Collards with spicy soft potatoes

Collards and potatoes

We had a slow weekend at work, and I passed the time by reading some of the free publications in the lobby. Welladay! One particular publication had me in such a tizzy that I stood in the wait station banging my forehead against a shelf and muttering aloud, to the amusement of my co-workers. It was an editorial about honesty, and in particular about the value of honesty in politics. (Aha! I thought, he’ll discuss Paul Ryan’s little flight of fancy at the Republican National Convention.) I knew I shouldn’t start reading it. I knew I should have stopped reading it. But, I tell you, it was like a verbal train wreck. I couldn’t look away. As a former copyeditor, reading this editorial gave me the vapors. The author’s style is very distinctive. He begins by stating an opinion. Generally a far-fetched opinion, and one designed to offend as many people as possible. Then he says, “You might not agree with this, you probably don’t agree with this. But you can’t dispute it. It is a fact, an indisputable fact. They’ve done studies.” Does he say who has done which studies, or tell you where to find them? He does not. He’ll do this several times in his little essay, and you can feel him shivering with delight at the idea that he’s making so many people angry, but that they can’t dispute his incisive reasoning. And then he makes lists. Halfway through a sentence he’ll stop and try to define something and he’ll tie himself in so many knots that he gets lost and wanders for half a paragraph, and then he’ll try to find his way back into the sentence, and bring it in for a landing, but it’s too late. Ironically, this week he derailed himself by attempting to define the word, “ignorance.”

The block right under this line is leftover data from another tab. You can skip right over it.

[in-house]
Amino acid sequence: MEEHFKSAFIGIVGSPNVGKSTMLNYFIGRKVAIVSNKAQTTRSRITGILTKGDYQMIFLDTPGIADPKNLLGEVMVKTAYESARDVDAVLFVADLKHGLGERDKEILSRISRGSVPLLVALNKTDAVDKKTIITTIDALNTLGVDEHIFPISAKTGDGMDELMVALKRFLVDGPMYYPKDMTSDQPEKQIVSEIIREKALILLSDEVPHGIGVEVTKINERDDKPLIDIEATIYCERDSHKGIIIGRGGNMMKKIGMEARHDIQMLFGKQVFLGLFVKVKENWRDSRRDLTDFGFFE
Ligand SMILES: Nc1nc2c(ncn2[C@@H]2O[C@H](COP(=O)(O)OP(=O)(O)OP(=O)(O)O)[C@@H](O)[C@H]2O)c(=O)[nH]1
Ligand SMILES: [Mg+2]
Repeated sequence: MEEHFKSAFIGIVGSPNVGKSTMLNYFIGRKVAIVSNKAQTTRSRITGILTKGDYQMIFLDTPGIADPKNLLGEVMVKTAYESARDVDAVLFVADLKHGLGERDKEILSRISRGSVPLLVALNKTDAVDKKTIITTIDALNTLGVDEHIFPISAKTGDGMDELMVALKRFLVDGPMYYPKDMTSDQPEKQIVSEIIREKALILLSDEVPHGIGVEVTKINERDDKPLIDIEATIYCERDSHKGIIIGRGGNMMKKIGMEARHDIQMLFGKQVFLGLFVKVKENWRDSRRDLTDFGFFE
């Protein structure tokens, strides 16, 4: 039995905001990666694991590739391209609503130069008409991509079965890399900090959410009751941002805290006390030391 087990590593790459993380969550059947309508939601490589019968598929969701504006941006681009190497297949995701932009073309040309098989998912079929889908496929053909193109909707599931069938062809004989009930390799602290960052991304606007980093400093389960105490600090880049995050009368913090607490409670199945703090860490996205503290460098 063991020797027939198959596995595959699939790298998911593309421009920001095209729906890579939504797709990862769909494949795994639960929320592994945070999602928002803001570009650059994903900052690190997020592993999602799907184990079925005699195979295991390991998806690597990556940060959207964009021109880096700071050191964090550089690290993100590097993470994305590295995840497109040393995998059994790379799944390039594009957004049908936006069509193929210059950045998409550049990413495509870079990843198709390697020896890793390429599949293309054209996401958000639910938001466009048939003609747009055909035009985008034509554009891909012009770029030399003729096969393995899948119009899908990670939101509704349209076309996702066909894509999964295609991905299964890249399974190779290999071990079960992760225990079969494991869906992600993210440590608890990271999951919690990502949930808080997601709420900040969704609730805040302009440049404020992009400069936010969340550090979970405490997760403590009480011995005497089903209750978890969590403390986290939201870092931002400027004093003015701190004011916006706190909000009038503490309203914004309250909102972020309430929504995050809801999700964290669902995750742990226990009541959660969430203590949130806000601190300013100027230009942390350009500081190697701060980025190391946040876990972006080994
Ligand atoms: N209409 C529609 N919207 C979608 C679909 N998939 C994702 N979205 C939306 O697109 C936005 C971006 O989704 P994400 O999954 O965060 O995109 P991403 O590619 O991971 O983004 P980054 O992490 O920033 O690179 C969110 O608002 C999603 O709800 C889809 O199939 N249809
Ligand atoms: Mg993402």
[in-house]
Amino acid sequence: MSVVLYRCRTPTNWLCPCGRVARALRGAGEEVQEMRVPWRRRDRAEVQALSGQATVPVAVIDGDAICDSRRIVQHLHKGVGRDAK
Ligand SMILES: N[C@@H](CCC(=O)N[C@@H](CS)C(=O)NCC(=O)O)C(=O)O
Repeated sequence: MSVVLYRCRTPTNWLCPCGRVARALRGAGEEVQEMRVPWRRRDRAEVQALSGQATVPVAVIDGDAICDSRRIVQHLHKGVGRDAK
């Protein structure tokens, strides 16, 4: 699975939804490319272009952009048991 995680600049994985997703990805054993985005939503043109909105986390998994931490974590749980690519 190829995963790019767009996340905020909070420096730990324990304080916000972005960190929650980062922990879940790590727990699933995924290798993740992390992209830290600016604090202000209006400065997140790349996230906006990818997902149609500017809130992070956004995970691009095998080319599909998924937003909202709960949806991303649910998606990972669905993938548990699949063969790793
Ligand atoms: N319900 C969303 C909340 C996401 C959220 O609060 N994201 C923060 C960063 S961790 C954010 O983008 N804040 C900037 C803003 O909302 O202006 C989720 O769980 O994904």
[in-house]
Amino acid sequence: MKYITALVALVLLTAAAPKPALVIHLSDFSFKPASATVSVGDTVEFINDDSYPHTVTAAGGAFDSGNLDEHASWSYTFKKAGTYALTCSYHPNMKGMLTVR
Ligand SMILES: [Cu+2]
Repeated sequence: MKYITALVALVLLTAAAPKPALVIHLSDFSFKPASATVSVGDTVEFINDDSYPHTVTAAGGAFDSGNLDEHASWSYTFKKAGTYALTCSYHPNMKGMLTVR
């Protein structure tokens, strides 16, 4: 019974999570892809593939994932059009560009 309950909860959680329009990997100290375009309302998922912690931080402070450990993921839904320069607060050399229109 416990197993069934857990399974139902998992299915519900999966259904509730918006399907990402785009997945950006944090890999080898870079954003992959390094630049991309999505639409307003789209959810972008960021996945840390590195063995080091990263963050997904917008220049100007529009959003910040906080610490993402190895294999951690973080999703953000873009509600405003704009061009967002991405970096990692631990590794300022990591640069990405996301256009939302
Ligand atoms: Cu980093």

Oddly, I was thinking about honesty on the way to work this weekend. I remember discovering, when I was little, that telling a lie was a lot more trouble than it was worth, because you had to remember the lie that you told, and it generally spawned more lies, and you had to remember those as well. Oh, what a confusion! I value honesty in human beings, of the not-telling-a-lie variety. And I value emotional honesty, as well, in art, and music, and film, and literature. In my opinion, all of the cleverness and skill and talent in the world are worth nothing if they’re not backed by emotional honesty. It’s a difficult quality to define, but you know it when you see it. For me, it’s closely connected to soulfulness and grace – two other indefinable but necessary qualities. And, as I was thinking about it this weekend, I realized that part of the reason I love certain hip hop artists is that they contain high levels of these particular elements. It’s a fact. You might not agree with me, but you can’t dispute it, because it’s indisputable. They’ve done studies. So many studies.

For instance, Goodie Mob’s Soul Food, which I know I’ve mentioned before, is, to me, full of honesty and, well, soul. And they mention collards, which allows me to gracefully guide this train of thought into the station. We got some collards from the farm, and I was thrilled. I thought about preparing them in a similar style to a dish we have at our favorite Ethiopian restaurant. Flavorful, but simple, with soft, comforting boiled potatoes. So that’s what I did. I really loved this dish! I think I practically ate the whole thing all by myself, and growled at anybody that tried to take a spoonful.

Here’s Goodie Mob’s Soul Food. (again!)

1 medium-sized bunch collards (8-10 large leaves)
2 T olive oil
1 jalapeno, seeds and veins removed, minced
1 large clove garlic – minced
1 t mustard seeds
1/2 t fenugreek
1/2 t ginger
1/2 t smoked paprika
1 heaping teaspoon brown sugar
3 or 4 large potatoes
juice of one lemon
salt and plenty of black pepper

Remove the stems from the collards, and chop the leaves quite finely.

Bring a pot of water to a boil, and boil the potatoes in their skins till they’re soft but not falling apart (about 1/2 hour, depending on their size). Let them cool till you can handle them, and then peel them and cut them into 1 inch chunks.

In a large skillet, warm the olive oil. Add the jalapeno, mustard seeds, and garlic. When the garlic starts to brown, add the collards. Sautee for a minute or two. Then add the spices, sugar and about two cups of water. Bring to a boil, reduce heat and simmer, covered, for about an hour. When the collards feel as soft as you like them, and most of the water is absorbed, squeeze on the lemon juice, and season well with salt and pepper.


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